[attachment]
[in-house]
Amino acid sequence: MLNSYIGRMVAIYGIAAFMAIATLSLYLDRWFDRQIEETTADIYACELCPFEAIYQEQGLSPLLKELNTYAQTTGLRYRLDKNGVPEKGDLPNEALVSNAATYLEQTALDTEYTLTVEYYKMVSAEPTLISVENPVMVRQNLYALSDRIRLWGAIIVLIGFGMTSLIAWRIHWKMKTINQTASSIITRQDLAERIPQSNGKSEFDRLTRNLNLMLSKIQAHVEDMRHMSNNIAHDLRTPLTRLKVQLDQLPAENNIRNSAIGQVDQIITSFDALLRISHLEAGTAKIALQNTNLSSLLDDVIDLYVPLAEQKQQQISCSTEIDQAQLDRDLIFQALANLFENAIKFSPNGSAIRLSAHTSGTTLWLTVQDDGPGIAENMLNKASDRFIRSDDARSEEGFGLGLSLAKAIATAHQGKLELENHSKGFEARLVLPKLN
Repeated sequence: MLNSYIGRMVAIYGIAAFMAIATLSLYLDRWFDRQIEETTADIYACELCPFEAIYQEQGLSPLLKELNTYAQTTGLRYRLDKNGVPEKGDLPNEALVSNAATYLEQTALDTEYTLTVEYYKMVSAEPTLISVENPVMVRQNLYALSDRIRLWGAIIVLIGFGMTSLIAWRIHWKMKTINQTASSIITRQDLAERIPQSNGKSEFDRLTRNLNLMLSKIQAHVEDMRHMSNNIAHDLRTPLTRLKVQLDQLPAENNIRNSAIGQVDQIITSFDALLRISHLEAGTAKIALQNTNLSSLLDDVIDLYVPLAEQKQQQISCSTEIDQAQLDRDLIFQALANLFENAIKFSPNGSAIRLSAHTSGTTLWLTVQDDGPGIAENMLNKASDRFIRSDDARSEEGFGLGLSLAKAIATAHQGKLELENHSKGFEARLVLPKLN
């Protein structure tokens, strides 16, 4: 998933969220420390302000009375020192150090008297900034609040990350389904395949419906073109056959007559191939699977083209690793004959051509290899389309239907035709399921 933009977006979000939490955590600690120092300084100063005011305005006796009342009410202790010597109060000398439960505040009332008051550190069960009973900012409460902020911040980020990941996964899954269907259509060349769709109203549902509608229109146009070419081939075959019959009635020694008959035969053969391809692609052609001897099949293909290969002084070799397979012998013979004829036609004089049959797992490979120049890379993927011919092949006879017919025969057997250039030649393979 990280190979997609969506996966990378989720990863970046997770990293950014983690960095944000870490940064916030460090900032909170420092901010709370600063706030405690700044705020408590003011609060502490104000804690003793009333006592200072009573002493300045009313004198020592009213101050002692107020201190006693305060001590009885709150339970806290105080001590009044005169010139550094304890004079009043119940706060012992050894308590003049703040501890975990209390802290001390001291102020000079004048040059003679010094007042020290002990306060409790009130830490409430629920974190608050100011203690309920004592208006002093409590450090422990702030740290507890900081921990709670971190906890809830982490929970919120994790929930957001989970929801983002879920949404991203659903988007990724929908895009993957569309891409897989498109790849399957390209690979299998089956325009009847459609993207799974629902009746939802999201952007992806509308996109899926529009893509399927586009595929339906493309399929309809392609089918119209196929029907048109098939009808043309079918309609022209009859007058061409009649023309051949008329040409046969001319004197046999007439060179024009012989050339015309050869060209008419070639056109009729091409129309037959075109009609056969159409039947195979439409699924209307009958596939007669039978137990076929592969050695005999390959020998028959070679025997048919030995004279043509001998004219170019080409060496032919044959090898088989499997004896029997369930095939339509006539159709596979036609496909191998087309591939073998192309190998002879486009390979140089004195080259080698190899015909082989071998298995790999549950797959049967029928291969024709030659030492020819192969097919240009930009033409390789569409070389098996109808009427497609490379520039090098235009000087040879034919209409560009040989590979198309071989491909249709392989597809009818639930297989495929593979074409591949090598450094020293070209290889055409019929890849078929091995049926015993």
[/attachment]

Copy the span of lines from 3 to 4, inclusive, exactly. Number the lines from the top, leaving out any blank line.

Repeated sequence: MLNSYIGRMVAIYGIAAFMAIATLSLYLDRWFDRQIEETTADIYACELCPFEAIYQEQGLSPLLKELNTYAQTTGLRYRLDKNGVPEKGDLPNEALVSNAATYLEQTALDTEYTLTVEYYKMVSAEPTLISVENPVMVRQNLYALSDRIRLWGAIIVLIGFGMTSLIAWRIHWKMKTINQTASSIITRQDLAERIPQSNGKSEFDRLTRNLNLMLSKIQAHVEDMRHMSNNIAHDLRTPLTRLKVQLDQLPAENNIRNSAIGQVDQIITSFDALLRISHLEAGTAKIALQNTNLSSLLDDVIDLYVPLAEQKQQQISCSTEIDQAQLDRDLIFQALANLFENAIKFSPNGSAIRLSAHTSGTTLWLTVQDDGPGIAENMLNKASDRFIRSDDARSEEGFGLGLSLAKAIATAHQGKLELENHSKGFEARLVLPKLN
């Protein structure tokens, strides 16, 4: 998933969220420390302000009375020192150090008297900034609040990350389904395949419906073109056959007559191939699977083209690793004959051509290899389309239907035709399921 933009977006979000939490955590600690120092300084100063005011305005006796009342009410202790010597109060000398439960505040009332008051550190069960009973900012409460902020911040980020990941996964899954269907259509060349769709109203549902509608229109146009070419081939075959019959009635020694008959035969053969391809692609052609001897099949293909290969002084070799397979012998013979004829036609004089049959797992490979120049890379993927011919092949006879017919025969057997250039030649393979 990280190979997609969506996966990378989720990863970046997770990293950014983690960095944000870490940064916030460090900032909170420092901010709370600063706030405690700044705020408590003011609060502490104000804690003793009333006592200072009573002493300045009313004198020592009213101050002692107020201190006693305060001590009885709150339970806290105080001590009044005169010139550094304890004079009043119940706060012992050894308590003049703040501890975990209390802290001390001291102020000079004048040059003679010094007042020290002990306060409790009130830490409430629920974190608050100011203690309920004592208006002093409590450090422990702030740290507890900081921990709670971190906890809830982490929970919120994790929930957001989970929801983002879920949404991203659903988007990724929908895009993957569309891409897989498109790849399957390209690979299998089956325009009847459609993207799974629902009746939802999201952007992806509308996109899926529009893509399927586009595929339906493309399929309809392609089918119209196929029907048109098939009808043309079918309609022209009859007058061409009649023309051949008329040409046969001319004197046999007439060179024009012989050339015309050869060209008419070639056109009729091409129309037959075109009609056969159409039947195979439409699924209307009958596939007669039978137990076929592969050695005999390959020998028959070679025997048919030995004279043509001998004219170019080409060496032919044959090898088989499997004896029997369930095939339509006539159709596979036609496909191998087309591939073998192309190998002879486009390979140089004195080259080698190899015909082989071998298995790999549950797959049967029928291969024709030659030492020819192969097919240009930009033409390789569409070389098996109808009427497609490379520039090098235009000087040879034919209409560009040989590979198309071989491909249709392989597809009818639930297989495929593979074409591949090598450094020293070209290889055409019929890849078929091995049926015993």